2) In addition to the above, my hands suck worse than ever. As long as I can keep things at kicking range, I can do alright, but at punching range I'm getting lit up like a pinball machine.

    3) The other students' abilities runs a pretty wide range based on their abilities. A couple of the students have obviously boxed before, as they have good hands but not great kicks or reactions to kicks. A couple of the more advanced students have fairly good kicks and hands.

    4) Contact level generally depends on experience level. I've had my bell rung a couple of times, but usually the other guy was hitting harder than he intended to. For the most part, its light to medium contact.

    5) I got to spar with Jason, the head instructor, a few times tonight (he sparred the whole time just like everyone else) and was very impressed. He hits pretty hard, but in control, e.g. just like I like it. Hard enough to make you not want to get hit and with some very occasional stars, but not hard enough to really ring my bell (cue Joe Rogan: "he just got rocked). He's got really good hands and kicks, which is what I'd expect for someone his level. He moves and punches much more like a kick boxer than a traditional Karateka. He was also really good about pointing out some of my bad habits, suggesting fixes, and then driving the point home with punches and/or kicks.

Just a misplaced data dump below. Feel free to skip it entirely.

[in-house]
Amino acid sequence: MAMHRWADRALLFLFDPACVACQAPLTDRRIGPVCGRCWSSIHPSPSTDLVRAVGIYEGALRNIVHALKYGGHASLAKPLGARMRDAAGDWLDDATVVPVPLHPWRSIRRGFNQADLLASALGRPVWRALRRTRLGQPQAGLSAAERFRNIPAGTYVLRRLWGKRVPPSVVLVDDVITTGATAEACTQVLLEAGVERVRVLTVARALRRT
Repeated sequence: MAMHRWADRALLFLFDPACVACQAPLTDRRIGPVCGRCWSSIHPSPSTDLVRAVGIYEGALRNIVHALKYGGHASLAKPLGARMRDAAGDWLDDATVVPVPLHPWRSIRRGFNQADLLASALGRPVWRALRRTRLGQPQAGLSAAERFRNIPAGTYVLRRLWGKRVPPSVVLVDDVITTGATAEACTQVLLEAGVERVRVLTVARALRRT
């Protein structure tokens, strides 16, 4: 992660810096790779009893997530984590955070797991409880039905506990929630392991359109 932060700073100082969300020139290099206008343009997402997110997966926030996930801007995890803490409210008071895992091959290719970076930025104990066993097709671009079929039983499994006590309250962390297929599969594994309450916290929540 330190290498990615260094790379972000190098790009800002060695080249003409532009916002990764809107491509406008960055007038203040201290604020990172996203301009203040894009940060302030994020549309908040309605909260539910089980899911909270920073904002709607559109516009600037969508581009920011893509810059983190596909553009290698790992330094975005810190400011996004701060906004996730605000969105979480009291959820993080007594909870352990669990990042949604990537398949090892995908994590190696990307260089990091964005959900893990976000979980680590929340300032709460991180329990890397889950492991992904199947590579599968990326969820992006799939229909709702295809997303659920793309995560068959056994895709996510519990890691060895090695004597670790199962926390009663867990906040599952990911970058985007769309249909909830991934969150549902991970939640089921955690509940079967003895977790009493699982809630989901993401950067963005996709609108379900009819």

Overall, so far, my biggest complaints are:

    1) Not enough training time. Two 1 hour classes a week just isn't enough.